Why is this a medical diagnostic error?

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Slide 3

Assessing Risk in Prostate Cancer

According to the US Preventive Services Task Force prostate cancer screening recommendations (currently undergoing revision), routine screening for prostate cancer is not recommended, owing to the large number of false-positive results. However, this can result in missing or delaying the diagnosis of prostate cancer in certain men.

Instead of performing a repeat biopsy, guidelines recommend obtaining biomarker testing to assess risk. Only when the patient's risk is high enough would a repeat biopsy be warranted. This patient is a prime candidate for the 4Kscore® test.[6] The four-kallikrein panel of biomarkers used in the 4Kscore test is based on more than a decade of research at Memorial Sloan Kettering Cancer Center and leading European institutions and is included as a standard of care in the 2015 National Comprehensive Cancer Network Prostate Cancer Early Detection Guidelines. Information from the 4Kscore test might have reduced the incidence of uncomfortable and invasive biopsies, and provided relevant patient risk information in a more timely manner.

For more discussion, a recent article detailed the ongoing debate about PSA screening.

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Slide 4

Testicular Pain and Mass

A 45-year-old white man presented to his primary care provider with pain and a mass in his right testicle. The patient had been treated 3 months earlier with antibiotics for presumed epididymitis. No further evaluation was performed at that time. The patient followed up as instructed after that antibiotic course concluded and his symptoms had resolved. Three months later, the patient returned with recurrence of pain (rated as 5 on a scale of 1 to 10) and a palpable mass in his right testicle. He denies any change in urination, fever, or systemic symptoms.

Why is this a medical diagnostic error?

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Slide 5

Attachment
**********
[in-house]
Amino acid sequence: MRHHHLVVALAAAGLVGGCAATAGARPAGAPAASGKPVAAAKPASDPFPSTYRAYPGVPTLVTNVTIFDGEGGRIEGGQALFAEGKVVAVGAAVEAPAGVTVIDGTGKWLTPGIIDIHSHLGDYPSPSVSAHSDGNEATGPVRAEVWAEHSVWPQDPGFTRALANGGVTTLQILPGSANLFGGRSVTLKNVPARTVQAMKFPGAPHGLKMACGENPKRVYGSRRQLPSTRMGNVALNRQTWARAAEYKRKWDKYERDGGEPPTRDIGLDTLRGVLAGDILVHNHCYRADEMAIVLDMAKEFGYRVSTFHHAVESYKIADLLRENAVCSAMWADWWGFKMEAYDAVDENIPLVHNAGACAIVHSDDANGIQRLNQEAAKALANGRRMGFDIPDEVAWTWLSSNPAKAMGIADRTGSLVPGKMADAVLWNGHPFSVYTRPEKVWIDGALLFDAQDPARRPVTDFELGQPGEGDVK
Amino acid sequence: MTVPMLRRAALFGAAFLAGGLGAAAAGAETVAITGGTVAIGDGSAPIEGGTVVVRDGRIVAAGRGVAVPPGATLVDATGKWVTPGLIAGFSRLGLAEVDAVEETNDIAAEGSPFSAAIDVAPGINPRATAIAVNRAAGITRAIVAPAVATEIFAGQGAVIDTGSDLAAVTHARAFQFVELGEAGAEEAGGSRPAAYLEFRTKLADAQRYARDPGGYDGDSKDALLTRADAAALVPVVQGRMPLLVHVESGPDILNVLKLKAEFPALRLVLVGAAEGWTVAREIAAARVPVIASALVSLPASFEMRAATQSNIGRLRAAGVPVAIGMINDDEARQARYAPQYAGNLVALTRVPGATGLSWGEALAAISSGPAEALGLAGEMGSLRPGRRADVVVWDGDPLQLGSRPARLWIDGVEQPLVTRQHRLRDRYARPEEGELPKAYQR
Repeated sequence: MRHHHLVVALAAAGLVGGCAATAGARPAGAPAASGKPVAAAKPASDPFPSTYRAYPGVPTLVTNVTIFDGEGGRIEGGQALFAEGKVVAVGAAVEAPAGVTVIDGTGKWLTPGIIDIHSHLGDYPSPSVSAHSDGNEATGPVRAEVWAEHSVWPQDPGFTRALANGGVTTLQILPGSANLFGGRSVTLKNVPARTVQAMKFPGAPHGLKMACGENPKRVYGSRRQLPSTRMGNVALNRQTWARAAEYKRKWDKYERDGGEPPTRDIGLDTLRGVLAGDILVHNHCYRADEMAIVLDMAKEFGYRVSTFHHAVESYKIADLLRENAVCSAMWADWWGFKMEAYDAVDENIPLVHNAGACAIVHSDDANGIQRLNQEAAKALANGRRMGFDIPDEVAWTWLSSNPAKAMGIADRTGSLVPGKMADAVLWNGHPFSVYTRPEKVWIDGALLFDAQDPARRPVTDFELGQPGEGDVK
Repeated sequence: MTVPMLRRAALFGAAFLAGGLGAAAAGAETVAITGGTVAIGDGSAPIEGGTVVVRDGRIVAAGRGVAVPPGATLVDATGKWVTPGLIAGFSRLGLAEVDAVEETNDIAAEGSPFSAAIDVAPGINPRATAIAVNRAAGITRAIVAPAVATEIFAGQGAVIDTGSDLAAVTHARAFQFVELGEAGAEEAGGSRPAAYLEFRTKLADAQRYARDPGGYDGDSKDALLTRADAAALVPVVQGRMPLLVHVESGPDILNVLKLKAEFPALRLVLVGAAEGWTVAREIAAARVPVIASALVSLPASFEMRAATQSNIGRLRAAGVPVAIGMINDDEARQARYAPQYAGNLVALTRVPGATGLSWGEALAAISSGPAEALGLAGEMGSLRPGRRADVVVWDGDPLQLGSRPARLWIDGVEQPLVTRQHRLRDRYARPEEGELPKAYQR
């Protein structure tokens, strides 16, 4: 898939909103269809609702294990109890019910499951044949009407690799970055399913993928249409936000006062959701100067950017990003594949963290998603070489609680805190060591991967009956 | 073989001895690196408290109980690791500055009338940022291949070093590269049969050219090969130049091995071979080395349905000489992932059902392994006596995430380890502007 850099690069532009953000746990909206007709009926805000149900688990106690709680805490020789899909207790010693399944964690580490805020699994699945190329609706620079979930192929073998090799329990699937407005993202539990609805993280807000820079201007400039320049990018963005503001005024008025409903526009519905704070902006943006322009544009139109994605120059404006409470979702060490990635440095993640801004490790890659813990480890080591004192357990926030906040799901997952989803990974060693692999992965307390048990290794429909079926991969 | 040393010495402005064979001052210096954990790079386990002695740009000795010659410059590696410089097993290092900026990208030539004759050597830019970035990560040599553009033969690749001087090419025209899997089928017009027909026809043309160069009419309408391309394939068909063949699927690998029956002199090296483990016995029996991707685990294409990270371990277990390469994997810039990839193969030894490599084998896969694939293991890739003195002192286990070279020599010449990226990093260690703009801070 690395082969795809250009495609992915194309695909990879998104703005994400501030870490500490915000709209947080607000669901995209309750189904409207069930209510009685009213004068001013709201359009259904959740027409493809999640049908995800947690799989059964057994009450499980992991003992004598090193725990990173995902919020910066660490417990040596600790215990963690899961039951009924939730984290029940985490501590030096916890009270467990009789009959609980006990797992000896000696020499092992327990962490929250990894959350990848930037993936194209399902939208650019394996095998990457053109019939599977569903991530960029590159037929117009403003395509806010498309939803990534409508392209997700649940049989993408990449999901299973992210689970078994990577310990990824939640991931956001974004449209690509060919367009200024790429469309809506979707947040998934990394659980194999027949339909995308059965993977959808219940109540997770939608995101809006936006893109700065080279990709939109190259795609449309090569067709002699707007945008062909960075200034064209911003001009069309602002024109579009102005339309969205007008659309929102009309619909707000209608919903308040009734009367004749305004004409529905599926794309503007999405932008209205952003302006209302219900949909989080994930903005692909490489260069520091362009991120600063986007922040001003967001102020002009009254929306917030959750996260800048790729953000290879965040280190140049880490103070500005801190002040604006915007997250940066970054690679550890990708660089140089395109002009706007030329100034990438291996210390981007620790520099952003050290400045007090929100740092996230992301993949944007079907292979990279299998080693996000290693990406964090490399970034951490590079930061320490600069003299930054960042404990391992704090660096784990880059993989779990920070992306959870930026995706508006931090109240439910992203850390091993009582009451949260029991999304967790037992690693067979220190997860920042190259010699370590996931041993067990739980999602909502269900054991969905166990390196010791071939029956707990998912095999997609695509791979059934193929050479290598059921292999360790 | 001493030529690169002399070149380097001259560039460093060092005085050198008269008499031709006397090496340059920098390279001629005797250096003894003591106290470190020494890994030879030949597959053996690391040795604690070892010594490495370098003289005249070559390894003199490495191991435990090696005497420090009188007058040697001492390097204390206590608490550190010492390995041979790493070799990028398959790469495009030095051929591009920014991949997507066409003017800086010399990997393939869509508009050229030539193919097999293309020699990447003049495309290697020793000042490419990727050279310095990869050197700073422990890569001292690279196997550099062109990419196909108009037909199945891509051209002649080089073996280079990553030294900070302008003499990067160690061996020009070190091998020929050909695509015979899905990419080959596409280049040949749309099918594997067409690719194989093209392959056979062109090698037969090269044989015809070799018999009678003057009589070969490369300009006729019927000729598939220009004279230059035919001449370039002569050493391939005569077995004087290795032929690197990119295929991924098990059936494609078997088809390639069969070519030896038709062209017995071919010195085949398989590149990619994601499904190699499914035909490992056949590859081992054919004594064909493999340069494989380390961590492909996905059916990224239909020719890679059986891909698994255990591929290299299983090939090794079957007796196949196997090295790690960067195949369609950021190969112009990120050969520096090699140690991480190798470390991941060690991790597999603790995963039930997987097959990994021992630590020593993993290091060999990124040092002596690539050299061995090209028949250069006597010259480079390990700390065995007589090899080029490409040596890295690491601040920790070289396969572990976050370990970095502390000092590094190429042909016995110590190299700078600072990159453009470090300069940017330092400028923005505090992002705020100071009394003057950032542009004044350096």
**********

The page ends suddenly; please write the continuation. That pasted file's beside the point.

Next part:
Ultrasound First

An ultrasound was performed which confirmed the presence of a mass. The eventual diagnosis was seminoma.

A complaint of pain with a testicular mass warrants ultrasound evaluation of the scrotum, a test that was not performed at the time of the patient's initial presentation. In this case, the mass probably caused inflammation and symptoms consistent with an infection. Initially, the antibiotics helped; however, the treatment delayed the diagnosis of the underlying cause of the patient's symptoms—a seminoma—which should have been discovered earlier in the process.

See this article for a more in-depth discussion of testicular seminoma.

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Slide 6

Probably Just a Stone

A 56-year-old white man presented to his primary care provider with left flank pain and frank hematuria. His medical history is significant for smoking as well as employment at a rubber tire factory. The patient was diagnosed empirically with probable left nephrolithiasis, sent home with nonsteroidal anti-inflammatory drugs (NSAIDs), and told to follow-up in 1 week.

The patient missed the follow-up appointment and returned 2 months later with a recurrence of his gross hematuria, although this time he denied pain. He stated that his previous treatment with NSAIDs relieved his pain temporarily, but the issue recurred. The patient was reassured of the diagnosis of nephrolithiasis, and was informed that further workup may be indicated if his symptoms did not resolve.

Why is this a medical diagnostic error?

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Slide 7

Gross Hematuria